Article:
Science fiction stories typically arise from a novum, a scientifically plausible concept that is a “reality” in the tale. The novum might be an mechanical device like robot servants, artificial intelligence, or faster-than-light spacecraft; it also can be a hypothetical idea such as “The Earth is a scientific experiment run by aliens to determine the meaning of life” or “The government outlaws books.” The author then asks “What if?” exploring how the world with this novum is different than ours.
Among the problems of many novice science fiction writers is instead of introducing a new novum they rely on used furniture – that is, they borrow novums from popular SF series. After all, how many novels have you read that use starships exploring the galaxy for the Earth-based Federation? Barely changing names to appear as if you are not appropriating – a starcraft seeking M-class worlds for the Earth-centered Alliance – still doesn’t cut it as original or fully using the potential that science fiction offers to examine our culture or humanity.
To help SF writers, here are some novums of potential near-future inventions from which stories could be built:
What if two harmless beams of energy intersecting one another could become a source of power, a light source, or a point of sound? How will this change the way we live in our houses, run our businesses, and receive government services?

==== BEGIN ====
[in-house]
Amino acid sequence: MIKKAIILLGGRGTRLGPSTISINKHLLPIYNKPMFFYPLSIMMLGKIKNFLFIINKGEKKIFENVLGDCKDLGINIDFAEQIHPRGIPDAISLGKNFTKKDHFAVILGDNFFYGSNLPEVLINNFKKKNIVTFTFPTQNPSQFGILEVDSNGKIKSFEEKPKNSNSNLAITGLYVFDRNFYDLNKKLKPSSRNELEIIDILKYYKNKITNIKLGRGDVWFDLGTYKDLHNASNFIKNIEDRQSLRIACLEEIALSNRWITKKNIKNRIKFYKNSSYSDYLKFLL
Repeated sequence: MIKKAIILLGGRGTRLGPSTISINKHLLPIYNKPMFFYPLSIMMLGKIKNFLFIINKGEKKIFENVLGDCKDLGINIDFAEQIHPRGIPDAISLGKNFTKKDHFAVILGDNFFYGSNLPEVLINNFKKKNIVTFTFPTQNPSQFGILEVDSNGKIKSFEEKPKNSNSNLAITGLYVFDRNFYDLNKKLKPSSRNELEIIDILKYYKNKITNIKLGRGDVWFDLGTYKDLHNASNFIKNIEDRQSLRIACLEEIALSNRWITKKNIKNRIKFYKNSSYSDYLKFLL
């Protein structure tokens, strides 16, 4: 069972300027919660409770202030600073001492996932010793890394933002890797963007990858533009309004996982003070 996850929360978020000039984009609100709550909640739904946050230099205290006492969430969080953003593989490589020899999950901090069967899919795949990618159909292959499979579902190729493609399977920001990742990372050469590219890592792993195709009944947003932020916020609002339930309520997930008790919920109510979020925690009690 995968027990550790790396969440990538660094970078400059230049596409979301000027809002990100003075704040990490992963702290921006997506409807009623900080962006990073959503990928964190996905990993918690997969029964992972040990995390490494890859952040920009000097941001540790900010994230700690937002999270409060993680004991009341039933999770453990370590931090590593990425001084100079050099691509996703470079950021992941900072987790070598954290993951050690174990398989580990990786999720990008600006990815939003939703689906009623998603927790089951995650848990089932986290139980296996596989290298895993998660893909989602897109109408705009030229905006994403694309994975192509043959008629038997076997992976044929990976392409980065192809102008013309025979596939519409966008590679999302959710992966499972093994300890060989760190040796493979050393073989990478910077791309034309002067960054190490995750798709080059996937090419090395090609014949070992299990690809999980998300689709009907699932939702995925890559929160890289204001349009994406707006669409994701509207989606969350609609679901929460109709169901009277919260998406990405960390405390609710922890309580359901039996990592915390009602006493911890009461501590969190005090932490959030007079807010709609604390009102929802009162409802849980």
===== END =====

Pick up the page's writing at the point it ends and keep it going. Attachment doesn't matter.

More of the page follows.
What if we invented robotic insects to cross pollinate our crops and wild plants? With the population of bees and other pollinators crashing, we may have no choice.
What if solar panels were installed in highways (with glass surfaces hard enough to handle traffic) and then hooked to power lines alongside the road? In areas receiving a lot of sunlight with few shadows and no snow, this could provide enough energy to power whole states or even countries.
What if you could seal a cut simply by spraying on, from a can, an adhesive that looks like skin? What are the many applications of this – first-aid kits, first responders, military medics, etc.?
What if you could travel from New York to China in two hours or around the world in six hours? A tube transport system that travels at 6500 miles per hour could replace airplanes.
My name is Rob Bignell. I’m an affordable, professional editor who runs Inventing Reality Editing Service, which meets the manuscript needs of writers both new and published. I also offer a variety of self-publishing services. During the past decade, I’ve helped more than 300 novelists and nonfiction authors obtain their publishing dreams at reasonable prices. I’m also the author of the 7 Minutes a Day… writing guidebooks, four nonfiction hiking guidebook series, and the literary novel Windmill. Several of my short stories in the literary and science fiction genres also have been published.